Ending a price in .99 is based on the theory that, because we read from left to right, the first digit of the price resonates with us the most.
That's why someone is more likely to buy a product for $2.99 than the same one for $3. The item that starts with a 2 just seems like a better deal than the one that starts with 3.
Source: Why Do Most Prices End in ...
Taking your example:
We (the fast food chain) found that customers don't want to spend $3 on our hamburger.
Customers are willing to pay somewhere in the $2 range.
Our customers focus on dollars not cents.
So, anything less than $2.99 is throwing cents away.
The board gets mad when we throw money away.
Pricing is complex, Humans are lazy
The main reason to end a price for product in .9 or .99 is human psychology.
Research has proved that "Consumers perceive such prices lower than they actually are. So that additional 1 pence seems much more valuable to a consumer than it actually is."
Consumers tend to "round down" that value to the nearest dollar. E.g., $9.99 would be rounded down to $9 ...
Slider has more cognitive load for a user. Also interaction implementation using slider could lead to some time losses.
In a scenario when user keep in mind the intended price range for a product, possible issues are:
User should constantly map the intended number and slider position.
Even if the intended number is displayed in the slider, some users
2 arguments in favor of sliders:
If I'm shopping for foo, I'm usually operating with an upper price boundary but not a lower one. Not always, but usually. A slider lets me keep my lower limit at $0 while I tweak my upper limit. Links to set price ranges force me to chunk out my search for the perfect foo (click link > scroll through lowest price range > ...
Sliders give free choice of the price range.
Problems with Sliders
However, since they are usually one of multiple criteria, and the majority of the screen should present results rather than the filter, they are usually quite small.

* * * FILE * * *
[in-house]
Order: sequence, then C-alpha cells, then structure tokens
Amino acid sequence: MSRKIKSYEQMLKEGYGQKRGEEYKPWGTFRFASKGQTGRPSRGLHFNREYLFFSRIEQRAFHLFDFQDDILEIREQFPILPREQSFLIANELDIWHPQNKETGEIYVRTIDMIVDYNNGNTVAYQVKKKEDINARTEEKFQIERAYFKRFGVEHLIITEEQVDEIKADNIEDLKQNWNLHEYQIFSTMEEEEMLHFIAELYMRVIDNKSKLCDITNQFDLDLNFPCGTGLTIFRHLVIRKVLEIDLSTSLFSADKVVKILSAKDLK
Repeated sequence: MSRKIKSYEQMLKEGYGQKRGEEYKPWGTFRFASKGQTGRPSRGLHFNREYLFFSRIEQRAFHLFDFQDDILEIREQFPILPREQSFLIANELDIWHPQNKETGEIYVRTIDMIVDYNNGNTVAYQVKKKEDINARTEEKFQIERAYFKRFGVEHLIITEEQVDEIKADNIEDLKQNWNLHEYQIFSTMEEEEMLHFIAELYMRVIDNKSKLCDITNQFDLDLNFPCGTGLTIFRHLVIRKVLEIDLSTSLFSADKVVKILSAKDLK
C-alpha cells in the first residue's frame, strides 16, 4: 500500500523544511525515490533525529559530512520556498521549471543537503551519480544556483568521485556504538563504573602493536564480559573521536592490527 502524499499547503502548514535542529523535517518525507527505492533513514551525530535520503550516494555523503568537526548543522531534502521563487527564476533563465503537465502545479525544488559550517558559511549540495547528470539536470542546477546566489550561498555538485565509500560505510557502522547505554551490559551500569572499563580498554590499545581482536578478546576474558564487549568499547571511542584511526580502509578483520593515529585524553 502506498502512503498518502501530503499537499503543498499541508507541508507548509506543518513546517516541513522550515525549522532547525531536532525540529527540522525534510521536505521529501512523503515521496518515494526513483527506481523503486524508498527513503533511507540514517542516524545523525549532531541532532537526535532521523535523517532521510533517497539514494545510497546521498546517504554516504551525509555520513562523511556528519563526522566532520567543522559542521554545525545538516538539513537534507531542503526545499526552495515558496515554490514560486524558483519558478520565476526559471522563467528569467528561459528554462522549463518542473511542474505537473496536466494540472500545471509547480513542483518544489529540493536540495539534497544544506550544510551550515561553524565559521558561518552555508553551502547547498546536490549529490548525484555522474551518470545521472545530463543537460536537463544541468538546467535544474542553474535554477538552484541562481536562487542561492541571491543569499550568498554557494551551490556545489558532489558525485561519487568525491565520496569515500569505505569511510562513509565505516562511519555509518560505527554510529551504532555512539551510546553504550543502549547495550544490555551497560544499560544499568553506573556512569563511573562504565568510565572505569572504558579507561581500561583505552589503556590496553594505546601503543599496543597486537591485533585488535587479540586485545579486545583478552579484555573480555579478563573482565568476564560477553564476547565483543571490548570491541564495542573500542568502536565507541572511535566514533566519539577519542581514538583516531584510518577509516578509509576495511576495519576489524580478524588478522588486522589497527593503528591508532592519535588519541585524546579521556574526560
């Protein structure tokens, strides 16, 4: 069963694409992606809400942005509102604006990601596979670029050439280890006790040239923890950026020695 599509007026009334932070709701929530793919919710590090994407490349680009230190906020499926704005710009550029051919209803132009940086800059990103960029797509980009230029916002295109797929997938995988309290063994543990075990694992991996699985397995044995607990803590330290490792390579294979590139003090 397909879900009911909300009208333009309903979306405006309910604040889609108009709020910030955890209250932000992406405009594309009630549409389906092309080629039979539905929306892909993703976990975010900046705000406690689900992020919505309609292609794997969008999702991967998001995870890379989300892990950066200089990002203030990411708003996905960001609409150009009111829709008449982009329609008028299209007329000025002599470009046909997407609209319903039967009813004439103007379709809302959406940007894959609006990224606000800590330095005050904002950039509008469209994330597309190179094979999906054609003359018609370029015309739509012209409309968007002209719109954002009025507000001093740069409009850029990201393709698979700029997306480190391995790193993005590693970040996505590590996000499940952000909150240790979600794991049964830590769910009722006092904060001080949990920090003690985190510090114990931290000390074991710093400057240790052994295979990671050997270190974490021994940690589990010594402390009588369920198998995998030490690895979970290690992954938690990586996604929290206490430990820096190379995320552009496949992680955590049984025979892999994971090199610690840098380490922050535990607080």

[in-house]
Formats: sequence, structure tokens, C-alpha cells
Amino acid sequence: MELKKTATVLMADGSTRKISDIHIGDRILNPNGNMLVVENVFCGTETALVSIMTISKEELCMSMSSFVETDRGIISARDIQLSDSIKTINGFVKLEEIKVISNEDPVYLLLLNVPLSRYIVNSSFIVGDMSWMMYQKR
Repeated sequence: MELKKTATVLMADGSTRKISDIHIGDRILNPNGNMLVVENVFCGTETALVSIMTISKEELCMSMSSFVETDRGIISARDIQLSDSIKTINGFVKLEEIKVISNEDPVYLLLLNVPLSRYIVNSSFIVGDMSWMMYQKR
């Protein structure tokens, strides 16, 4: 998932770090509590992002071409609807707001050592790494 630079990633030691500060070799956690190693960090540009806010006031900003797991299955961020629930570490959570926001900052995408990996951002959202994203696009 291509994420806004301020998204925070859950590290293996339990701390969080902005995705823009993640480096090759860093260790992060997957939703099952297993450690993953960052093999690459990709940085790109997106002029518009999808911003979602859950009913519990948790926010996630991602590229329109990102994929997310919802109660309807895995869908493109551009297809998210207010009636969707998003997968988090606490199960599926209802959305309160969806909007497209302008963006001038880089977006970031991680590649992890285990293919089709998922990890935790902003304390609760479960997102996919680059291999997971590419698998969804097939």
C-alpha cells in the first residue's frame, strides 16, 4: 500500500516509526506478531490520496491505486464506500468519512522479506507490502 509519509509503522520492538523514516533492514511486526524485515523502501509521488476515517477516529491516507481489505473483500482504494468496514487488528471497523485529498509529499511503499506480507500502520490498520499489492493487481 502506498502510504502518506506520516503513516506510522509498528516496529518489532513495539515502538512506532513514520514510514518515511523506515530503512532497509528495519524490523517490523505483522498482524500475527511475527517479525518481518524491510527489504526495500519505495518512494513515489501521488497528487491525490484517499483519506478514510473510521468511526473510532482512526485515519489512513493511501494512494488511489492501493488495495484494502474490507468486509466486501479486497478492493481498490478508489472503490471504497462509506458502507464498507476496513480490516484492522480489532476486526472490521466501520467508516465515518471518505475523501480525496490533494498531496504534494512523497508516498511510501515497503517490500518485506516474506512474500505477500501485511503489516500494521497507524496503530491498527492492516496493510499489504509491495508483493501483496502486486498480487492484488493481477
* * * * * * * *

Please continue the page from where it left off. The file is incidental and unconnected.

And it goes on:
Picking a specific price requires pixel-perfect positioning (or - in case of a hard limit - isn't even achievable).
The case you mention (using minimum as some sort of additional filter for taxonomies) is correct, and a very important reason. Well designed faceted search systems will use this additional information to gather user's input and "guess" more likely results.
But it's not the only reason. Informed users who already know the value of the product will play with ...
Definitely put in an increasing Y axis, so that the lower prices are at the bottom. User's aren't THAT unintelligent that they won't quickly figure out what they're seeing, when looking for something that's cheap it's logical to look for the lowest points on a graph.
By reversing the axis and placing the lower values "higher" up you'll create a lot of ...
There are a few use cases:
I want shoes for a wedding, it's a special occasion so I'm looking for something really nice but I've left it a bit late. I still want to pay as little as possible, but I want to filter out anything that's going to arrive and turn out to be poorly made.
I'm looking for a place to live, I'd like three bedrooms, but I'd consider two,...
You can also look at running a conjoint analysis to understand what combination of factors and what price are the sweet spot.
It is similar conceptually to MVT testing but done as a prior research piece rather than live optimisation.
Survey your target audience
Design a short survey where you will show and describe your product and ask users how much they are willing to pay for it and why.
You can use Surveymonkey or Amazon mechanical turk to find respondents.
Do it with your target audience and try to divide the responses on groups. For example, low/high income group, young/old, etc. ...
It's normally best to look at what others within your industry are charging for similar products.
Going too low can be seen negatively by both consumers as the product can look cheap and by other competitors as a way of devaluing the market.
Going too high can cause the opposite effect of going too low!
What I would suggest is take that on board and come ...
I've read something on the internet and one day I stumbled upon this:
Pricing Guide: How to price your products
IMO, this article explains very well a lot of basic things and it's easy enough to understand.
I recommend this if you want a general idea of how setting a price tag works.
I'm not qualified in this so I can only share my experience with you....
http://www.seci.info/stat/stat2_3.pdf gives a nice depiction.
When doing rate comparison, people want to know how their rate compares with others.
The mean doesn't provide comparative information because it's extremely influenced by outliers. Example: if 9 people make $10K p.a., and one makes $110K, the mean is $200K/10 = $20K. Which most people ...